Happy Birthday, Eli Grba

EliGrbaHappy Birthday to former Yankee pitcher Eli Grba.  I remember watching Eli pitch at Comiskey Park during the summer of 1959.  For a teenager in Chicago, I will always remember that season because it was the first time in my life that the White Sox made it to the World Series.  Chicago had a lot of second and third place teams in the 1950’s, but it was the Yankees who dominated.  It was exciting because Casey Stengel’s Yankees were in town – Mickey Mantle, Yogi Berra, Enos Slaughter, Bobby Richardson, Tony Kubek – and Eli, who was the Yankees starting pitcher.  Eli was also from Chicago and this was his rookie season; I think it may have been his first appearance at Comiskey.  I remember my first time pitching in Chicago, so I understand how nervous Eli must have been.  And he was pitching against Early Wynn, who would later be inducted into the Baseball Hall of Fame.  One of the things I remember is how good Eli was.  I think his first three innings were 1-2-3 innings.  He got stars like Luis Aparicio and Nellie Fox out.  And he got a hit of his own off of Early.  I remember the White Sox won that day – Early was enjoying a resurgence and was pitching like he did when he was the star for the Cleveland Indians.  But I also remember some cheers for Chicago’s favorite son, who pitched very well that day in front of his family, friends and fans.

Eli was originally signed by the Red Sox, but the Yankees got him in a trade for Bill Renna.  He sacrificed a couple of years from his career to serve in the military and I thank him for his service.  And he got to the World Series in 1960 after a fairly successful season for the Yankees.  I remember watching one of his first games of that season when the Yankees were in town playing the White Sox.  Early was again pitching for Chicago.  This time, Eli was the winning pitcher.  Later on that summer, Eli hit a Home Run off Early at Yankee Stadium.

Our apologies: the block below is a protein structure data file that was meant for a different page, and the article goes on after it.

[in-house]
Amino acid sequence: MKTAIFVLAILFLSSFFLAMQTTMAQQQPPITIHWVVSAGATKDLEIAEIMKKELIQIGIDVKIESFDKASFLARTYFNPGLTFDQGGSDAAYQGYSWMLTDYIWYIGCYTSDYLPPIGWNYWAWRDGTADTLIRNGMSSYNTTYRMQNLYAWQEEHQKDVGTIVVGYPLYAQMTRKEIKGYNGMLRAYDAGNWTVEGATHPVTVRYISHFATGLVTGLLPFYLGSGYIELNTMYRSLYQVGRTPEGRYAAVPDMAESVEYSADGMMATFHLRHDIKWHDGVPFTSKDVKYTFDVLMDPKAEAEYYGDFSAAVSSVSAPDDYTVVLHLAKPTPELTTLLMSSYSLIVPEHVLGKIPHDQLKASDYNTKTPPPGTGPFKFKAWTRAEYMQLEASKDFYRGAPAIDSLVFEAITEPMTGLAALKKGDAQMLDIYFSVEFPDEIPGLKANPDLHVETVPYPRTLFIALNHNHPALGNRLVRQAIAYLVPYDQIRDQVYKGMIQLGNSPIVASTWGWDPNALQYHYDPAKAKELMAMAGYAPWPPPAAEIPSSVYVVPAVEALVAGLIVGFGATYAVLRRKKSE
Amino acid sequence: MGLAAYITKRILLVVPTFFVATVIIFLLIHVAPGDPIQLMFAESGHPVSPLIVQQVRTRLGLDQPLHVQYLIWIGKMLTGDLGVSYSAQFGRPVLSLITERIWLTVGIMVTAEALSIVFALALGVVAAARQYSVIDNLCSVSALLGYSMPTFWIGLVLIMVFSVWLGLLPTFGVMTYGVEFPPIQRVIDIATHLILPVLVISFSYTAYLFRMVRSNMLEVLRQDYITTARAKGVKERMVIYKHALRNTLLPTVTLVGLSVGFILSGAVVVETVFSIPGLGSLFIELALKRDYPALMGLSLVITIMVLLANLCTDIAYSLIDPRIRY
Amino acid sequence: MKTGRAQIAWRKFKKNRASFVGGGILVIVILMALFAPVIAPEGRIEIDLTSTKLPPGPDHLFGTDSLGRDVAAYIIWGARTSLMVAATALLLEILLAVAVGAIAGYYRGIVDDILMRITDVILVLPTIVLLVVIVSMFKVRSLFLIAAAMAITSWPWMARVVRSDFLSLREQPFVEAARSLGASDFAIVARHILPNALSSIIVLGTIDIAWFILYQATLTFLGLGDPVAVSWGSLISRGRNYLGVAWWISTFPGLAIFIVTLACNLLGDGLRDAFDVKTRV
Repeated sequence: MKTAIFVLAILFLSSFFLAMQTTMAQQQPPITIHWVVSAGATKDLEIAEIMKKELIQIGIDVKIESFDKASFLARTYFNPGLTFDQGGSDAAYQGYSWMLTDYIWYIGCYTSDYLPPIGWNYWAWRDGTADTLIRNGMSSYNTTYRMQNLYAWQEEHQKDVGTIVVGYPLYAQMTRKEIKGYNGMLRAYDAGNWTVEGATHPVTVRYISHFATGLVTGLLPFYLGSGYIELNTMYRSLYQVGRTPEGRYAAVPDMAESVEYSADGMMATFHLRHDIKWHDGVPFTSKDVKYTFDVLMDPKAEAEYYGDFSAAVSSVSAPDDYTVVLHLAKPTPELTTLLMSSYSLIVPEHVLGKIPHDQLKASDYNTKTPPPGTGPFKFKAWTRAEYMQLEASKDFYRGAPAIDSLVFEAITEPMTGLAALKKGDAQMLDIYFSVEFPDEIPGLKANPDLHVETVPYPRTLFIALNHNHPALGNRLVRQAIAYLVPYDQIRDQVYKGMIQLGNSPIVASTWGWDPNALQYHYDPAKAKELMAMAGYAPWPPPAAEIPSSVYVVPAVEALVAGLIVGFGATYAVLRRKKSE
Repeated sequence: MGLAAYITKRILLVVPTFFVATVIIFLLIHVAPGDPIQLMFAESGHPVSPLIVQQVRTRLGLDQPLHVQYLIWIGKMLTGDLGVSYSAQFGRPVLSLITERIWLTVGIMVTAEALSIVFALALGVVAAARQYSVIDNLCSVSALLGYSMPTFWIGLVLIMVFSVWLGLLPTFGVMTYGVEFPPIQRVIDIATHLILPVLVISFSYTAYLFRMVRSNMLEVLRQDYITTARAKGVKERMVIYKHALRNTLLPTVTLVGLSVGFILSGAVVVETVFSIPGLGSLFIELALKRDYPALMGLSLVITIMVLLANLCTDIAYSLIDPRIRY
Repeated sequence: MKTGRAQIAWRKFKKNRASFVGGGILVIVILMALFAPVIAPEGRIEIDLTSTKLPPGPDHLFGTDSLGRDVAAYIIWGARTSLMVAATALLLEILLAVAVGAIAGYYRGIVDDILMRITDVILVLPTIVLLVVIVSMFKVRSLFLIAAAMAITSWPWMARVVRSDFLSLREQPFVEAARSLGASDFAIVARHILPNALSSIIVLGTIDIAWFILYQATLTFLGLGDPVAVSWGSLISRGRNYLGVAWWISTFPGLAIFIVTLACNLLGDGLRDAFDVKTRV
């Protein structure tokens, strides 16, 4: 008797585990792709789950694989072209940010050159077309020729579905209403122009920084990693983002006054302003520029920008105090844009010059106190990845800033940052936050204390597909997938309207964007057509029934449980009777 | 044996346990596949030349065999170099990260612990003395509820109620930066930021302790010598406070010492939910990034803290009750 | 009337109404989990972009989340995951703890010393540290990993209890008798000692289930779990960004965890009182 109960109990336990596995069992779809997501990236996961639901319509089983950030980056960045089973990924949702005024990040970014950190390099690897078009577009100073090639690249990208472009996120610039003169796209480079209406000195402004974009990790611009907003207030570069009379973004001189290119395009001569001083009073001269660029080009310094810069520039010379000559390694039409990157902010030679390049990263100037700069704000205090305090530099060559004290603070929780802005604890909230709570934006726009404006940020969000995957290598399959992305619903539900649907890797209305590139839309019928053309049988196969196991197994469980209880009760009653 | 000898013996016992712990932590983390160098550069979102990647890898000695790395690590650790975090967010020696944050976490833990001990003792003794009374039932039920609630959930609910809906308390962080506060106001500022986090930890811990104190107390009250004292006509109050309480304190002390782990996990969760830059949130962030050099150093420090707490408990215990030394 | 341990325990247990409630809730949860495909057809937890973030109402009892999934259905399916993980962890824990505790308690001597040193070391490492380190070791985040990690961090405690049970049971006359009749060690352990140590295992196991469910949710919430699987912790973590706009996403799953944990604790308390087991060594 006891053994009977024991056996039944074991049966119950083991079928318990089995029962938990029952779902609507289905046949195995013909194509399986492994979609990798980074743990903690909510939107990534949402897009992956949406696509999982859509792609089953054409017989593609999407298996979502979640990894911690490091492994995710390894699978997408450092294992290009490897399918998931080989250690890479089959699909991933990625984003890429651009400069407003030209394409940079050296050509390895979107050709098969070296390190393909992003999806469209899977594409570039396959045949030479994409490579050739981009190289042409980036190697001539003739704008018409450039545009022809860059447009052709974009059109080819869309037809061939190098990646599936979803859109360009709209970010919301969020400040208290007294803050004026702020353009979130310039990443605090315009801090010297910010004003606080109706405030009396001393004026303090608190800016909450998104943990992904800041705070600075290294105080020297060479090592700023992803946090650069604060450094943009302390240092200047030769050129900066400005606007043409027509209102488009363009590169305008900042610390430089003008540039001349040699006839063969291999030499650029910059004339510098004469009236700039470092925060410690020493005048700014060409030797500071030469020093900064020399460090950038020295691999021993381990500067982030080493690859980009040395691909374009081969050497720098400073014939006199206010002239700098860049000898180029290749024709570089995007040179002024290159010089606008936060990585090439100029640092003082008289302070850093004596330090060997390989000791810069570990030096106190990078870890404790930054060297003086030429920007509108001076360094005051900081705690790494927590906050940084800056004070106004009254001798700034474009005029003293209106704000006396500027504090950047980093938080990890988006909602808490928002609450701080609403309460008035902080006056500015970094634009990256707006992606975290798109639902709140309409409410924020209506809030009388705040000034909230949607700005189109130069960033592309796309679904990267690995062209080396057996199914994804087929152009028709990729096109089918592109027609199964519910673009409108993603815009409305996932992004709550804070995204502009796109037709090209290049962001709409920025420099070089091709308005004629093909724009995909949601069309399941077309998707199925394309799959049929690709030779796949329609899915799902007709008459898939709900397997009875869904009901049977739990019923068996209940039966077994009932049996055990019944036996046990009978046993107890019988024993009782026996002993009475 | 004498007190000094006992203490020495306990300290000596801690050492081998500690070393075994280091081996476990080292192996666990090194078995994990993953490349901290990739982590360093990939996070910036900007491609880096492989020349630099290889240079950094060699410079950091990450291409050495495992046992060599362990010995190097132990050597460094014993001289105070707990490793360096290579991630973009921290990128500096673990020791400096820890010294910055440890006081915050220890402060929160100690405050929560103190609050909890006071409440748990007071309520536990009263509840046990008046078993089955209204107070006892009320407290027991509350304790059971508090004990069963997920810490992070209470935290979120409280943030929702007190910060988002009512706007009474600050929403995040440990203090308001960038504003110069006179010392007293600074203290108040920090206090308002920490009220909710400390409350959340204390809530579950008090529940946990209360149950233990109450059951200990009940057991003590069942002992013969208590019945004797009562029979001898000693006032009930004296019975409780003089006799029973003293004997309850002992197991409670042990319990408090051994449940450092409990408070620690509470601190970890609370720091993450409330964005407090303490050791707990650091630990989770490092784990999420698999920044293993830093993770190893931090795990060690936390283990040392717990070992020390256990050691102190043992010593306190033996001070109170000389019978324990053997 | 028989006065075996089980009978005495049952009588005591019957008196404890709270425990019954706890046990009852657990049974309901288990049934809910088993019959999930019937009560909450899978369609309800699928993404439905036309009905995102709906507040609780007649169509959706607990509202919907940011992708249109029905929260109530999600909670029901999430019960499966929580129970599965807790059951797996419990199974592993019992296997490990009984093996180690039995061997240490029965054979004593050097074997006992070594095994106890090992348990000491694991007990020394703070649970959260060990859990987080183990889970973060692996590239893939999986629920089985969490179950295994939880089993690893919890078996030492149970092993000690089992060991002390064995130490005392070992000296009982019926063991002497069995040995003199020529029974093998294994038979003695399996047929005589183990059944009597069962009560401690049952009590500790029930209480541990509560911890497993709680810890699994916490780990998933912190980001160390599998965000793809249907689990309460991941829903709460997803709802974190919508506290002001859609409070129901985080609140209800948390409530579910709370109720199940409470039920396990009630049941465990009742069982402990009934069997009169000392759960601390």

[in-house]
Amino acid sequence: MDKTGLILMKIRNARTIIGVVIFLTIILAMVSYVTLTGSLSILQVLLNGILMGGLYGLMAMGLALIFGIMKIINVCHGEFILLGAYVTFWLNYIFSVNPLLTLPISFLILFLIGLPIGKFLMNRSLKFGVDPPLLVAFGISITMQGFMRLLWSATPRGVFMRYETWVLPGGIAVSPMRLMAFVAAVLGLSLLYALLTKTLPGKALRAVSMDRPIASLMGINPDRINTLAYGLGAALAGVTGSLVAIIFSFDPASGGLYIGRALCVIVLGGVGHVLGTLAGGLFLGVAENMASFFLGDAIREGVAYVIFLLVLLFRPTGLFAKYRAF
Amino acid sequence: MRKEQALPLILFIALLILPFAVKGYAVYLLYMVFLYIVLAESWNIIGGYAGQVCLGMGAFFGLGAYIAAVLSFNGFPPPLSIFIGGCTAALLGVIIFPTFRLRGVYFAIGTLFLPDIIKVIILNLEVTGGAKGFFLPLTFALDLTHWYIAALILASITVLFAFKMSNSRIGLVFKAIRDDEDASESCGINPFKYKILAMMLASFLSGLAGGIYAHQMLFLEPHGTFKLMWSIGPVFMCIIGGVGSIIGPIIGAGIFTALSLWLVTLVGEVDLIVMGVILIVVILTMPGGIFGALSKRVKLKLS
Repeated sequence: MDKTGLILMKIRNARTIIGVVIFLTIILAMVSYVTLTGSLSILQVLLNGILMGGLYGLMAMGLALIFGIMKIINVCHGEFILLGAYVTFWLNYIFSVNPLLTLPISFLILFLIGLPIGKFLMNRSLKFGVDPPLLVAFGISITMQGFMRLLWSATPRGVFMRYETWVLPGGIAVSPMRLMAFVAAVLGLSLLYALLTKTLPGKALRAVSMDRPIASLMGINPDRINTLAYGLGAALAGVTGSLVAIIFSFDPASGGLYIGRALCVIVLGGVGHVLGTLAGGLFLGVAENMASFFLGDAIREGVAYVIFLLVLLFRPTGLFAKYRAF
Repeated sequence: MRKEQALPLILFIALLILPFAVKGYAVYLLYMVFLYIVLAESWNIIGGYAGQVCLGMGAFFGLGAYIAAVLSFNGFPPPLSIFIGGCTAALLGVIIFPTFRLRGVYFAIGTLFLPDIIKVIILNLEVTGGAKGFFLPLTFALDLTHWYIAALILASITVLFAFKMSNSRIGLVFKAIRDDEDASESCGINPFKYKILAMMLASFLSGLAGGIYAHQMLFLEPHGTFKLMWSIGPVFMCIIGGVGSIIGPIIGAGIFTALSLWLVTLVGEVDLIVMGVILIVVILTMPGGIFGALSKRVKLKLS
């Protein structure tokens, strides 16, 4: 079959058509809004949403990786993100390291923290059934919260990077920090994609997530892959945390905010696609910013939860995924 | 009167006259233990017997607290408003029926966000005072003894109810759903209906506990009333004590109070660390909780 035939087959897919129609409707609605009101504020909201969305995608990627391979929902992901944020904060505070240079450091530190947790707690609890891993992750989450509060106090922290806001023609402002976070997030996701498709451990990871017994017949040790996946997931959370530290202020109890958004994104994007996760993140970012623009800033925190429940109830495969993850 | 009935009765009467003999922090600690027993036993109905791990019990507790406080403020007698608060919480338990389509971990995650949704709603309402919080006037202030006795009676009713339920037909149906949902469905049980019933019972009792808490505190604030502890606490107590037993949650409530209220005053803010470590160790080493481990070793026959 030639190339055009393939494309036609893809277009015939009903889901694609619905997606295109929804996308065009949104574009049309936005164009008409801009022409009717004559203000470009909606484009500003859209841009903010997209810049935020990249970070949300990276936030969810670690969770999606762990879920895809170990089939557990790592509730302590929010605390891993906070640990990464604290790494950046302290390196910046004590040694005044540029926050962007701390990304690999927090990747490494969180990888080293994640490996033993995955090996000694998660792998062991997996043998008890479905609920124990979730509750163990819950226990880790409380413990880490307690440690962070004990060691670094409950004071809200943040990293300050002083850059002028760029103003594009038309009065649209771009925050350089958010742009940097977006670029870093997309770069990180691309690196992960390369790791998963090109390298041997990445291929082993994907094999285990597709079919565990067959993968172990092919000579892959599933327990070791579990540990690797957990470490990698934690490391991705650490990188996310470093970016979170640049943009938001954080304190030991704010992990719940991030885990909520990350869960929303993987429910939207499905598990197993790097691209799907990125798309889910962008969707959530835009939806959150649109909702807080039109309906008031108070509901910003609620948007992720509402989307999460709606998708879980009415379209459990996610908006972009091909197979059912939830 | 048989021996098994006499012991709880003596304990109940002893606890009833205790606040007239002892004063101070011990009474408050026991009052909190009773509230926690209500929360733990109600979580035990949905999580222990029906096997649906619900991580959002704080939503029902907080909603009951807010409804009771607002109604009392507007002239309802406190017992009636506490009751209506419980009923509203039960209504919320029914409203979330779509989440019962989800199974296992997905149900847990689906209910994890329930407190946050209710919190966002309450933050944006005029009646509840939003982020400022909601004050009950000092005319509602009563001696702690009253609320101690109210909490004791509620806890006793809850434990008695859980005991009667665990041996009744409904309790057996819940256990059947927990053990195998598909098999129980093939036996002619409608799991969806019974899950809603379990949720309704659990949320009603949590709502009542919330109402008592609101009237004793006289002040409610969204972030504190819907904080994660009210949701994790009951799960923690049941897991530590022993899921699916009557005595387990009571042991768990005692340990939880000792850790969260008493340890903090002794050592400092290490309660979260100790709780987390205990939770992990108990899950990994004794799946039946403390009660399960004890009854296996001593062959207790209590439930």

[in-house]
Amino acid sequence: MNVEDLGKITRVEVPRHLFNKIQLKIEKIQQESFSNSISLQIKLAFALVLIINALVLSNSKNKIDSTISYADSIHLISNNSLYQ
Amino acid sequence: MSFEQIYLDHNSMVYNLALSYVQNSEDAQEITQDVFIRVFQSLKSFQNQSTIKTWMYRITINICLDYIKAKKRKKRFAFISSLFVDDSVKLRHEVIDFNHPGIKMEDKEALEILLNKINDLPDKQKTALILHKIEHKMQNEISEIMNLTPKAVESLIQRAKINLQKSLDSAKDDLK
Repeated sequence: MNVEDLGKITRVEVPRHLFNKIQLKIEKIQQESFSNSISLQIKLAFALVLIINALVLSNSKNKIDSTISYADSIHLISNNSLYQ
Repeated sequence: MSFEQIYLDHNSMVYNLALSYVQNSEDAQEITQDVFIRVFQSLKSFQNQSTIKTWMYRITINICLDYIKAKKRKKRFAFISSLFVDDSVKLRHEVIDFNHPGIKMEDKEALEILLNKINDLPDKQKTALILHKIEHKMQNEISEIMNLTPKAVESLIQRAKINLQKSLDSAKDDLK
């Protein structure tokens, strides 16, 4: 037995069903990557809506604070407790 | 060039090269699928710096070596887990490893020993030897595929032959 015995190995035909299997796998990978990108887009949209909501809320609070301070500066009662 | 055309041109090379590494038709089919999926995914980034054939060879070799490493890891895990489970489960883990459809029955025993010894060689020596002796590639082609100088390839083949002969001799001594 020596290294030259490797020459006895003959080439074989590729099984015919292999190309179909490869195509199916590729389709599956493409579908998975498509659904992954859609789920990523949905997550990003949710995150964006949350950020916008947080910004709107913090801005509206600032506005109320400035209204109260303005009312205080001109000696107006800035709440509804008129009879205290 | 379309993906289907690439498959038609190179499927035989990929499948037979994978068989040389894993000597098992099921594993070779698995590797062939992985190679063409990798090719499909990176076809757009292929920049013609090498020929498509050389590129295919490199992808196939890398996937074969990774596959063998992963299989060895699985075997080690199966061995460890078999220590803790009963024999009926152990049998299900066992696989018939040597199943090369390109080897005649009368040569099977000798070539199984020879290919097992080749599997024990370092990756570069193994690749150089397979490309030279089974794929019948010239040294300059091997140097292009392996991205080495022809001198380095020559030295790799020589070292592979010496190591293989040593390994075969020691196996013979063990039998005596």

The Yankees left Eli unprotected in the 1962 expansion draft and the new California Angeles grabbed him.  He struck out over 100 batters that year, for a club that finished eighth.  Eli was the first Angel pitcher ever; he pitched opening day against the Orioles at Memorial Stadium and won the first game in team history.  A complete game. He played in that historic first franchise game with Ken Aspromonte, who would later be my manager when I was traded to Cleveland.  Years later, I heard that in his first appearance back at Yankee Stadium wearing an Angels uniform, Yogi hit a first inning single, followed by The Mick hitter a Home Run.  That’s the way the Yankees are – competitive, no matter what.

Eli is my Facebook friend and he comments frequently on my posts remembering other ballplayers from our day.  I appreciate that he reads my reminiscences, and hope that he will enjoy his 81st birthday and many, many more with good health and happiness.

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